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Ideal Steel Supply Corp. v. Jan Trucking & Rigging

April 26, 2006


The opinion of the court was delivered by: Platt, District Judge.


Defendants Jan Trucking & Rigging, Inc. and Jan Packaging, Inc. (collectively "Jan" or "Defendants") bring a motion for summary pursuant to Rule 65 of the Federal Rules of Civil Procedure ("Fed. R. Civ. P.") requesting dismissal of Plaintiff Ideal Steel Supply Corporation's ("Ideal Steel" or "Plaintiff") claims for negligence and breach of contract. Plaintiff brings these claims on the grounds that Defendants failed to properly reassemble a Steel Bar Retrieval System (the "System") after disassembling the unit and delivering it to Plaintiff's warehouse. Plaintiff has demonstrated a number of genuine issues of fact, and accordingly, Defendants' Motion for Summary Judgment is hereby DENIED.


A. The Parties

Ideal Steel is a New York Corporation which purchases large quantities of steel from manufacturers and distributors, and then resells the steel in smaller quantities to an end user. Plaintiff stores their steel in two warehouses; one in St. James, Suffolk County and one in the Bronx. (Giacomo Aff. ¶ 2.) Jan is an interstate trucking and rigging company, licensed by the U.S. Department of Transportation and based in New Jersey. (Defs.' Mem. Supp. Mot. Summ. J. ("Defs.' Mem.") at 2.)

B. The Agreement

On or about May 2002, Ideal Steel purchased a fully operational Bar Retrieval System from a company located in New Jersey. The System is a complex device, which allows an operator to retrieve a bin containing steel bars by punching in a code on a computer screen. (Giacomo Aff. ¶ 3.)

In December 2002, Ideal Steel hired Jan to (i) disassemble the System in the seller's facility in New Jersey, (ii) transport the System from the seller's facility to a storage facility owned by Jan, (iii) transport the System from the storage facility to Ideal Steel's St. James warehouse; and (iv) reassemble and install the System in the St. James warehouse after final delivery was complete. (Brancato Aff. ¶ 4.) There is no dispute that these were the terms of the agreement.

C. The Breach

From February 24, 2003 to approximately April 10, 2003, Jan disassembled the System and delivered it to Ideal Steel's warehouse. (Defs.' Mem. at 3.) Over the next few months, Jan attempted to reassemble and install the System in Plaintiff's warehouse, but could not get it to work. Plaintiff alleges that the System was damaged during Jan's reassembly and installation, and not during delivery. (Brancato Aff. ¶ 7.) Giacomo Brancato, the President of Ideal Steel, claims that Jan's foreman, Ted Margo, admitted that Jan was not equipped for this type of job and apologized to him. (Giacomo Aff. ¶ 8.) Soon thereafter, Mr. Brancato called the System's manufacturer, a German company named Katso, to examine it. In October 2003, a Katso representative confirmed that the System had been installed incorrectly. Ideal Steel alleges that it spent a substantial amount repairing the System, and that its business was damaged while the Company waited for it to become operational. (Giacomo Aff. ¶ 9.)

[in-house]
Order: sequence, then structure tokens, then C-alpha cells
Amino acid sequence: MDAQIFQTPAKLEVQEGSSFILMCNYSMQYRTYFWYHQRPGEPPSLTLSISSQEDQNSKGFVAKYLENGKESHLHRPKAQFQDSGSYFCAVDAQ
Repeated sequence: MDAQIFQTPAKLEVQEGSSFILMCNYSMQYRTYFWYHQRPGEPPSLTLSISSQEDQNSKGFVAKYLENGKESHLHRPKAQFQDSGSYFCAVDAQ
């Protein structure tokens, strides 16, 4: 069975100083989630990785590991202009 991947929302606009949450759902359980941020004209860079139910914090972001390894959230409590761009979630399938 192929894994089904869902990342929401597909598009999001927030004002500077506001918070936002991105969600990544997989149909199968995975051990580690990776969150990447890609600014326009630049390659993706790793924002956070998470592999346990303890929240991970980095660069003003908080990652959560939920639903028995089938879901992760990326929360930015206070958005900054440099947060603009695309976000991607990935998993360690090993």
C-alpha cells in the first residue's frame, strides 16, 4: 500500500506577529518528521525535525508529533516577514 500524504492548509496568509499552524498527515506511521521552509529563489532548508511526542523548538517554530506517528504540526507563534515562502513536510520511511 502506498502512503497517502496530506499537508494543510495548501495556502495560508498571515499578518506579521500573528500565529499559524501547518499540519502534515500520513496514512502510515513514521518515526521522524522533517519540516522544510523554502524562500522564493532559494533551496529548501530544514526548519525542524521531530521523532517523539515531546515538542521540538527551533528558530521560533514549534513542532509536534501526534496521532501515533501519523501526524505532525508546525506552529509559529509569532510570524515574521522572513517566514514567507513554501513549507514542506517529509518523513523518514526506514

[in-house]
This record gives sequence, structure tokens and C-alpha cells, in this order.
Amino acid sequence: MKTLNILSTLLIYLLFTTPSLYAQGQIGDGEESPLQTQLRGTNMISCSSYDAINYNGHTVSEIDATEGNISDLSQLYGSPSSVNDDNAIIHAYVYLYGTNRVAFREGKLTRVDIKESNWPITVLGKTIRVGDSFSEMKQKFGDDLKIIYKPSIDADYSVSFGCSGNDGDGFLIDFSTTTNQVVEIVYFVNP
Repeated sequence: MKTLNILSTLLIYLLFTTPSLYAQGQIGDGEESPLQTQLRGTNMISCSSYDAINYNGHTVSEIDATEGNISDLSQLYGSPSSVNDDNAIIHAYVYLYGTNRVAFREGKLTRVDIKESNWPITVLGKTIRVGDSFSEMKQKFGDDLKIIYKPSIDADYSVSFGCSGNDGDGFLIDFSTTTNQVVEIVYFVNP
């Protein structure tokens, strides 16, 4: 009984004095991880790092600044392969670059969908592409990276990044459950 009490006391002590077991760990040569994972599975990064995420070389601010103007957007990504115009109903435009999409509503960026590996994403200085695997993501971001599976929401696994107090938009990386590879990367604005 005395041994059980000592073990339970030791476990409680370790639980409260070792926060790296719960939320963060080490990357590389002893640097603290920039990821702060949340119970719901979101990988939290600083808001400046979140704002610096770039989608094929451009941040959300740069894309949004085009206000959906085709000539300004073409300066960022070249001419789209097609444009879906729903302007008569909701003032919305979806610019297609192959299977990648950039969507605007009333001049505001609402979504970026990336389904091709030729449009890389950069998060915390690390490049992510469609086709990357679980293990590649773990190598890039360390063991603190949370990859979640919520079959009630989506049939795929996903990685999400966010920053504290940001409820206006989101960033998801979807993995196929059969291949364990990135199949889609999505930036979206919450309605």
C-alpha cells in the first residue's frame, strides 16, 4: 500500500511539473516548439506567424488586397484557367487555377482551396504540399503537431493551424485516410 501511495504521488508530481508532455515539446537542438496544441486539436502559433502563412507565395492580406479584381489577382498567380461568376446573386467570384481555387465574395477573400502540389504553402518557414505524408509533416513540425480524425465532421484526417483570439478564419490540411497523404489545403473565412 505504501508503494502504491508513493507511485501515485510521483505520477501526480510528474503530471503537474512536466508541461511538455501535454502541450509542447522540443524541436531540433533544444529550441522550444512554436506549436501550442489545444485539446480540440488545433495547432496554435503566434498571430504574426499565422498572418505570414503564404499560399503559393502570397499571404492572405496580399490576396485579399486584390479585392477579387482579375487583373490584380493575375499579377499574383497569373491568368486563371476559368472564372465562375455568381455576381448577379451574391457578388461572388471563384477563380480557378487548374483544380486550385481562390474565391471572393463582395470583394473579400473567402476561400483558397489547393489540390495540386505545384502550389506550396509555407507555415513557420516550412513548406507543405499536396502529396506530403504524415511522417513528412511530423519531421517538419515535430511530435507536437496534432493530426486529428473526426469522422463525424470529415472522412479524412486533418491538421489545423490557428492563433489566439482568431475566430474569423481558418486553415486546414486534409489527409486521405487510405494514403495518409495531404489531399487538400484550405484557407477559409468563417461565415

D. The Bills of Lading

During the period covering Defendants' delivery and installation of the System, Jan issued ten (10) Bills of Lading ("Bills"), which were all signed by a representative of Ideal Steel. (Baldwin Aff., Ex. A; Pl.'s Mem. Opp. Mot. Summ. J. ("Pl.'s Mem. Opp.") at 8-9.) On a number of Bills, under the heading "Description of Articles", an individual handwrote or typed the words "deliver, rig-in & assemble retrieval System." (Baldwin Aff., Ex. A.)

The back of the Bill includes the following provision:

TIME FOR FILING CLAIM AND SUIT As a condition precedent to recovery, claims must be filed in writing with the carrier within nine (9) months after delivery of the property . . . . Suit shall be instituted against the carrier within two (2) years and one (1) day from the day when notice in writing is given by the carrier to the claimant that the carrier has disallowed the claim or any part or parts thereof specified in the notice. Where claims are not filed or suits are not instituted thereon in accordance with the foregoing provisions, the carrier shall not be liable and such claims will not be paid. (Baldwin Aff., Ex. A.) [hereinafter "the pre-suit filing requirement"]

Ideal Steel never filed a claim against Jan. Defendants argue that Ideal failed to meet a condition precedent to bringing suit by not filing such claim.

The Bill also includes this provision:

NOTICE TO SHIPPER - LIMITATION OF CARRIER'S LIABILITY . . . Unless a greater value is declared by the shipper and stated on this Bill of Lading, the carrier's liability for loss or damage to any package or unpackaged item shall not exceed $5,000 per ton of 2,000 lbs. [1 ton] of actual weight, in accordance with the governing Tariff. Shipper Hereby Declares that the released value of this shipment is $___ . . .

Ideal Steel never declared a higher value for the shipment. Jan alleges the total weight of the shipment was 18 tons. Accordingly, Defendants allege the maximum allowable damages are $90,000 ($5,000 x 18). (Defs.' Mem. at 4.) Ideal Steel, however, alleges that the System weighs ...

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